In 1976, Aloysia Hamalainen went to work in the Washington bureau and eventually became its office manager extraordinaire. Her maiden name was Aloysia Pietsch (pronounced peach) then, and as how everyone in the bureau was addressed by last name, that’s how she was known even after she married.
By then, Raymond Brandt had retired and had died. But sometime after Hamalainen took her post, Brandt’s nephew came in with papers that had been found among his property.
“These papers were removed from the office when Brandt retired and were out of the office for 20 to 30 years,” Hamalainen recalled. “They were private papers that Brandt brought home because he apparently didn’t want anybody else to see them.”
In addition to Charles Ross’ letter to Bruce Bliven, among the papers is a brief response from the New Republic editor. “I can only say that I regret deeply that I didn’t have this information in the office when we wrote our few lines about Paul Anderson,” Bliven wrote.
(Ross died of a heart attack in the White House Dec. 5, 1950, while serving as Harry S Truman’s press secretary. Ross’ papers are housed at the Truman Library in Independence, Mo., but this exchange between Ross and Bliven over Anderson’s death is not among them.)
Brandt’s papers are kept at the State Historical Society of Missouri in Columbia, but the memos that were traded between him and Reese are not part of that collection. Neither is the correspondence between Brandt and a Memphis State University student who had written in 1965 to ask about Anderson. The letters are among the papers preserved by Hamalainen.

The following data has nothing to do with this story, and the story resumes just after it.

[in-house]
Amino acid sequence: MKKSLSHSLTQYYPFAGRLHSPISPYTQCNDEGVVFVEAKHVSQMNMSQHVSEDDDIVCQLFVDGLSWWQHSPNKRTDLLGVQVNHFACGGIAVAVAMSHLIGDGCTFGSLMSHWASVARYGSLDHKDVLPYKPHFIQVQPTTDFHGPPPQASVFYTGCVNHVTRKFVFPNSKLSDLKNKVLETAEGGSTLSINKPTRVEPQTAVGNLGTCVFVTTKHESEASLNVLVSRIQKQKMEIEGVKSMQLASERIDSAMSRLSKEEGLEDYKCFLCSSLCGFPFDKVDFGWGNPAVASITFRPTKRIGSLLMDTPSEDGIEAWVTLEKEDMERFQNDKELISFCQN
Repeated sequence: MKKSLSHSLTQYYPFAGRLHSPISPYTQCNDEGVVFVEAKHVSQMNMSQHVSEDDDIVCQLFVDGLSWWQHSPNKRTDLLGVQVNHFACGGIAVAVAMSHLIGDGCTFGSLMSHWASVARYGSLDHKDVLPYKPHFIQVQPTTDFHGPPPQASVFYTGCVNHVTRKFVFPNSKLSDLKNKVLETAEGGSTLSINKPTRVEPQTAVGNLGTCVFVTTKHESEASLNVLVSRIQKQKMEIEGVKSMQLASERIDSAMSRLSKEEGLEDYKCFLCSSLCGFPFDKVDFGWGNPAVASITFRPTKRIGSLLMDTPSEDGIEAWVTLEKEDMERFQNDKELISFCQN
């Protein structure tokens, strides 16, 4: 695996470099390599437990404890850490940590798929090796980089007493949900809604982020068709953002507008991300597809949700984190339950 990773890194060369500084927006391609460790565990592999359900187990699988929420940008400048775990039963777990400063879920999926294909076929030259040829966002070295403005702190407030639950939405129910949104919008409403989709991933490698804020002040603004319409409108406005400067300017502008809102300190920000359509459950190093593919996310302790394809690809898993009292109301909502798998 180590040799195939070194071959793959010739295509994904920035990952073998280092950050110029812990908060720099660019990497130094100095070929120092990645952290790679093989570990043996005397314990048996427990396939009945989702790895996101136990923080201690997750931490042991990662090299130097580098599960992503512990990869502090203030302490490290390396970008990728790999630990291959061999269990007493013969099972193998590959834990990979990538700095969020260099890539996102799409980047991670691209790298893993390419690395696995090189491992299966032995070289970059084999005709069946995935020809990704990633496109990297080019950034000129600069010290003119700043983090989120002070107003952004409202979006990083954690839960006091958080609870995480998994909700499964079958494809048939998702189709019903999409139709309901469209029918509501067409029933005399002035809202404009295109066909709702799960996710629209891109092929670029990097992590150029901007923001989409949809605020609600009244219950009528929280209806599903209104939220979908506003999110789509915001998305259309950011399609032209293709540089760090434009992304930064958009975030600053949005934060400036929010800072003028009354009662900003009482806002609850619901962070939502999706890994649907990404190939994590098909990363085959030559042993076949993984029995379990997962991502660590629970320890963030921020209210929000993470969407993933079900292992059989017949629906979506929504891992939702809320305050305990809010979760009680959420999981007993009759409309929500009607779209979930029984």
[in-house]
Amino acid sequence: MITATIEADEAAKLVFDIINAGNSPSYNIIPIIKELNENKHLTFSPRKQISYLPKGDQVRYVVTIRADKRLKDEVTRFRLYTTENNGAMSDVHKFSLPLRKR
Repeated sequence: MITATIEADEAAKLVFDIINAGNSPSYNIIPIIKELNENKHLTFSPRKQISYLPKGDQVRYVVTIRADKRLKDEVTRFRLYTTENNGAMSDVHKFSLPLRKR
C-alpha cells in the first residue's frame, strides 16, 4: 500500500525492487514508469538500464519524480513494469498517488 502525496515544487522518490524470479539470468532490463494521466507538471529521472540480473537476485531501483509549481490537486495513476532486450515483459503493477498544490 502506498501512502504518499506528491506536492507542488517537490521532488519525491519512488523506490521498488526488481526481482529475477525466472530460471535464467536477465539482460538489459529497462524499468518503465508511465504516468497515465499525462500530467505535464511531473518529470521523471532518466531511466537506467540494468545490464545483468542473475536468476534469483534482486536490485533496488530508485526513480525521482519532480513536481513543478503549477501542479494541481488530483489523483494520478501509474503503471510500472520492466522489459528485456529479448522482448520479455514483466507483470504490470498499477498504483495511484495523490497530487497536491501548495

The student was writing a biographical sketch on Anderson, and he pestered Brandt with questions: “If possible, I would like to know what type of reporter he was, as seen by his co-workers. Also, how he went about getting a story and what he did with it after he had gotten it. In addition, what you would consider to be his biggest assets and his biggest shortcomings.”
A few days later, Brandt sent his response: “I regret that I do not have the time to give you adequate information about the complex, contradictory character of the late Paul Y. Anderson as a reporter and as a person. Several years ago, a graduate of the Columbia University School of Journalism, after more than a year’s study of Anderson’s writing and interviews with persons who had known him, concluded the true story could best be told in a novel.”
Terry Ganey is the St. Louis editor of Gateway Journalism Review. He has more than 40 years’ experience as an investigative reporter and political correspondent, and he has worked for the St. Louis Post-Dispatch.